Dale Yu: Review of Onirim, 2014 Edition (Z-man Games)

Onirim

  • Designer: Shadi Torbey
  • Publisher: Z-Man games
  • Players: 1-2
  • Ages: 10+
  • Time: ~15 mins

 

Times played: 2 with newest edition, at least 10 with original version

 

Onirim is a clever solo/2p card game where the player(s) work against the game to try to get 8 door cards on the table so you can escape the labyrinth that you are stuck in…

onirim

The Base (Solo) Game

 

The base game is for one player.  It consists of 76 cards – 8 door cards (2 each in 4 colors), 10 nightmare cards and a bunch of location cards split amongst the 4 colored suits.  The whole deck is shuffled and you draw a starting hand of 5 cards.

 

Door cards (ignore the Incubus on the top)

Door cards (ignore the Incubus on the top)

Each turn is fairly simple – on a turn, you play a card or discard a card.  The most important rule is that the card played may not have a symbol (moon, sun, key) in common with the previously played card.  If you are able to play three cards in a row of the same color, you then search through the deck to find a door of that color to put on the table.

 

You could choose to discard a card (to preserve a string of color already played, for instance).  If you play a Key card though, you get to look at the top 5 cards of the deck, discard one of them and then place the other 4 back in the order of your choice.

 

the location cards with a nightmare on the right

the location cards with a nightmare on the right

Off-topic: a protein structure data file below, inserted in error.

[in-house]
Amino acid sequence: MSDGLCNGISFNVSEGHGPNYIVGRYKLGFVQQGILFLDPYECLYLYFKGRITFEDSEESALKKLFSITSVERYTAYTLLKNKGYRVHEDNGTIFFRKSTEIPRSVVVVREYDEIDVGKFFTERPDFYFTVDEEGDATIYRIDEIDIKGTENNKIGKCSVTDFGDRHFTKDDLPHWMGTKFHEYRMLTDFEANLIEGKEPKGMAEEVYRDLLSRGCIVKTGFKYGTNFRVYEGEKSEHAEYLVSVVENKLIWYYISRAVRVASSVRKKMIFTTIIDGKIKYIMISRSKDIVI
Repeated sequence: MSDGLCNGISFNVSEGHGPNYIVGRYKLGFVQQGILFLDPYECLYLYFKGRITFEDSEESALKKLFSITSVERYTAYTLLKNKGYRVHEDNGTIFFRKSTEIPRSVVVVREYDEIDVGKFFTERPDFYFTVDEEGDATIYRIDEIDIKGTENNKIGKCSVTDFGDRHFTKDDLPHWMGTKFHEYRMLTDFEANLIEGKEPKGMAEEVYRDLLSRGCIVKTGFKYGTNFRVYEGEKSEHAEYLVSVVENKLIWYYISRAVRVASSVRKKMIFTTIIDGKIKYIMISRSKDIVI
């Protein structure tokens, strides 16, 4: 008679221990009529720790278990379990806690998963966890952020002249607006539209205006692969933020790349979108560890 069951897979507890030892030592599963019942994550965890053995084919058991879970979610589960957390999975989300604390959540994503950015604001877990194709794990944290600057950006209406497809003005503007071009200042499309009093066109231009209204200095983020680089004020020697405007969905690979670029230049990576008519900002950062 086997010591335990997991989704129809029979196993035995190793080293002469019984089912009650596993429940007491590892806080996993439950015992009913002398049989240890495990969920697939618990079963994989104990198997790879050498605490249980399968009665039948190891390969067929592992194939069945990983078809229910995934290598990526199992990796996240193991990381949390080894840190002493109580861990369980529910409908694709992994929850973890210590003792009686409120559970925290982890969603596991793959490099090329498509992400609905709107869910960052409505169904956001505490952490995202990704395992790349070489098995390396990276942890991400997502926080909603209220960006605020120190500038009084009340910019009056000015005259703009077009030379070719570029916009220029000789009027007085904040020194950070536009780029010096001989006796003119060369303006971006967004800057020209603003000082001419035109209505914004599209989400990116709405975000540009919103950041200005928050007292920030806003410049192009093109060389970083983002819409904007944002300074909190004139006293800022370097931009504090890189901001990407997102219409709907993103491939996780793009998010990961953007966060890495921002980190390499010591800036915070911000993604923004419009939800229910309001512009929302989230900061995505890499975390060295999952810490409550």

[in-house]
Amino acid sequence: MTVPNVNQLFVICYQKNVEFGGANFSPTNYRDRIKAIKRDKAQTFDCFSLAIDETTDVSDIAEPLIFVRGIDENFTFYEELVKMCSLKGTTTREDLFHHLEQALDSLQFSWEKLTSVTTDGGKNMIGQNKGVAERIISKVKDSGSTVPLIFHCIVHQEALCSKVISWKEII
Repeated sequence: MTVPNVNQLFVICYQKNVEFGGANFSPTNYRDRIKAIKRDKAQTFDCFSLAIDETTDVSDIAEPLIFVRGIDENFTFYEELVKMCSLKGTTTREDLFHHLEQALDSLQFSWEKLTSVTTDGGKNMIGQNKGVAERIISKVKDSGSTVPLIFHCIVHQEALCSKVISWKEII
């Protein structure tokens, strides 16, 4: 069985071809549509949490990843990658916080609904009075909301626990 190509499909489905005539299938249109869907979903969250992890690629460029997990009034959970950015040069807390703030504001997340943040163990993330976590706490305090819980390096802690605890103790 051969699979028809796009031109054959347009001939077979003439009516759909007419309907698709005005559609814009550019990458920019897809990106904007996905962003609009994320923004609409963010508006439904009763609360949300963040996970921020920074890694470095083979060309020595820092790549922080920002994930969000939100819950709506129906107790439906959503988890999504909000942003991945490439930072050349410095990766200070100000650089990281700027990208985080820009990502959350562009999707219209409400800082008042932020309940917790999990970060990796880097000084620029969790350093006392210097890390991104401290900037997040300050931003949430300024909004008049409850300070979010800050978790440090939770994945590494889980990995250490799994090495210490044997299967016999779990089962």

Then, you refill your hand back up to 5 cards by drawing from the deck.  If you draw a location card, it simply is added to your hand. If you draw a Door card, you may play it to the table if you can discard a Key card of the same color – otherwise the Door goes into Limbo.  If you draw a Nightmare card, then you have 4 options

 

1 – discard a key card

2 – place a previously found Door in the Limbo pile

3 – reveal the top 5 cards from the deck, discard all the location cards and place all the Door and Nightmare cards in the Limbo pile

4 – discard your whole hand and draw a new hand of 5 cards

 

Once you have drawn back up to 5 cards and/or dealt with your Nightmare, you shuffle the Limbo pile back into the main deck of cards.  This ends your turn and you repeat the phases again.  You win the game if you are able to get all 8 door cards on the table at once.  You lose the game if you run out of cards to refill your hand with.

 

The Cooperative Game